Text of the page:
2011 Color in the Catskills

I'm a sometime poster on ADVRider.com under the nickname of Rotten Ronnie, and my friend Willie suggested that we ride down last year to attend the ADV rally held at Hunter Mountain Inn and sponsored in part by Max BMW.

So this year Darryl finally got his BMW sorted and we recruited a few more to fill out our numbers, including my friend Dee and my brother Shaun, who is in his first season on a motorcycle.

2011 Color in the Catskills

Richmond Hill ON to Hunter NY
83,588 kilometres
 It started off with my brother's KLR losing headlight and signals, then failing to start after Shaun rode it down to my house from Barrie, so a quick trip to Wally Mart was in order to buy a replacement. It was exactly what was needed, as three days later the bike was running strong on the new battery and the old one that I'd left on a trickle charger was still not taking a charge. It's a KLR, that battery had been in the bike since Dan bought in (two years ago?), but otherwise those bikes are very reliable.
Crossing over the St. Lawrence Seaway over into the United States. 

While impressed with the view, Shaun was a bit nervous about the wind, but as the weekend progressed and he crossed a few more, he learned some techniques to deal with it:

  • keep your body loose, a bend in the elbows and relax your hands on the grips, knees in to the tank, and balls of the feet on the pedals
  • keep to the posted limit, going too slow makes the bike less stable and more susceptible to the wind, while going too fast leaves you less reaction time and less run off to correct for a gust of wind.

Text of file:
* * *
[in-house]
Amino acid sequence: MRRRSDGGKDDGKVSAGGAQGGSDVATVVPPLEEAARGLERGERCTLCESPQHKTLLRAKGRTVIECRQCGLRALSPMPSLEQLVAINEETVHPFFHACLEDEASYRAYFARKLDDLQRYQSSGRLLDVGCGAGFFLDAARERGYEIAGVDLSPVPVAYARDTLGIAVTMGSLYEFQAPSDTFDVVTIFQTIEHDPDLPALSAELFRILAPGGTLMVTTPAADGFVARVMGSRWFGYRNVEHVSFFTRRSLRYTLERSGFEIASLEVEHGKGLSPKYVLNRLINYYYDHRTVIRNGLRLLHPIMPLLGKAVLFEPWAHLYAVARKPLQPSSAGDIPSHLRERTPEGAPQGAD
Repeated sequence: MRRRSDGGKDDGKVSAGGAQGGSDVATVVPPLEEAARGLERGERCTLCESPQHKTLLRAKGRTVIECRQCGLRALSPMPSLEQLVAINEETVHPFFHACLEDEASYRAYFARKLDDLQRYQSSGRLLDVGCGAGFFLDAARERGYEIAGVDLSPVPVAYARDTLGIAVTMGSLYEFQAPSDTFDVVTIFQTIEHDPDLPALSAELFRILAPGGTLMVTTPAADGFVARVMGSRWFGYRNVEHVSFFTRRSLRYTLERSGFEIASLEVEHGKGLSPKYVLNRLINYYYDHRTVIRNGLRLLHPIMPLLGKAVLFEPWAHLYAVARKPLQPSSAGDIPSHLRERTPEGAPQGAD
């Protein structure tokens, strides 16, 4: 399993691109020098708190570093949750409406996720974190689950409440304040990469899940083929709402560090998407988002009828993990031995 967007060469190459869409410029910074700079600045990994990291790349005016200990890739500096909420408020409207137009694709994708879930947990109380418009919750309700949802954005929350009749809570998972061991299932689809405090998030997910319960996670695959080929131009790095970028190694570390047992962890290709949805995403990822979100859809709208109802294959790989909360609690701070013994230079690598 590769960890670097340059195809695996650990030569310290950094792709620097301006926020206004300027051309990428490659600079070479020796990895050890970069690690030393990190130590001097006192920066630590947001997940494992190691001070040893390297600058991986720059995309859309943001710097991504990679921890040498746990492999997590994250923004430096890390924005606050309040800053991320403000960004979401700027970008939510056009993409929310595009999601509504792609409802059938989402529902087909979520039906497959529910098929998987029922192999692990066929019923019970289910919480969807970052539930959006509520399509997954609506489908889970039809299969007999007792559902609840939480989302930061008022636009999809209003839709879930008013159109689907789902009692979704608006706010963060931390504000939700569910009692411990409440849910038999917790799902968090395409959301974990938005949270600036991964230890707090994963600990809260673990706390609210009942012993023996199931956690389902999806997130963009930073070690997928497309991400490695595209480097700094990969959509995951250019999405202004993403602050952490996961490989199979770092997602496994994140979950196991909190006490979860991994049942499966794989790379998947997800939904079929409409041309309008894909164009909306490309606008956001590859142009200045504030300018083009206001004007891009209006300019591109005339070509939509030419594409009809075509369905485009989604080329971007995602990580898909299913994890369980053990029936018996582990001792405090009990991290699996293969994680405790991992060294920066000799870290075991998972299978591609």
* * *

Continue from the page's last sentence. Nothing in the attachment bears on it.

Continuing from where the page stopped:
• look where you want to go, not where the wind is pushing the bike
  • each bike has it's own "sail area" and will react to the wind differently. The KLR he's riding has a high centre of gravity, and the wind seems to push the tires out from under the bike. I like to react to the wind and simply use my body lean angle and counter steering to correct my course.
  • in steady wind you can shift your bum onto the edge of the seat on the side AWAY from the wind, this will steer the bike into the wind, and counteract it's sideways push. Adjust your seating position as necessary, and be alert for breaks in the treeline, rock formations and others that would cause the wind to suddenly drop off so you have plenty of warning.

Shaun later found that he was far too tense and that was causing him to steer the bike with his body and introduce a secondary wobble. Once he had that sorted out, he was much more confident and able while riding.

The Fast group

Here is the best picture I have of the fast group. We, on the other hand were Team Kawasaki, a Nomad, and two KLR's. :)

This is what happens when you forget a warm pair of pants. 

Willie took these great pictures.

I think Shaun is going to try to jump this!

 A novel kick stand

She tours on this 250.

Water and debris snapped these I-beams

Kiersted Museum - a famous relative.

The Hudson River

This is the best shot I got of this waterfall this year...
More from last year:

We now take you back to your regularly scheduled program... :)

Can you see the car in front of Dee? Shaun has the right idea here with his vest.

Griffiths "TVR" Handbuilt luxury sports cars


  1. You have a way of tellin a story with your camera. I have just brought a G650 gs, and have only just joined Adv rider. I carnt wait to get out and explore some of the great places wehave on offer down under.

  2. I have been so busy riding, that I find I'm busy playing catch up with the dialogue. :)

    I'm looking forward to seeing your pictures.


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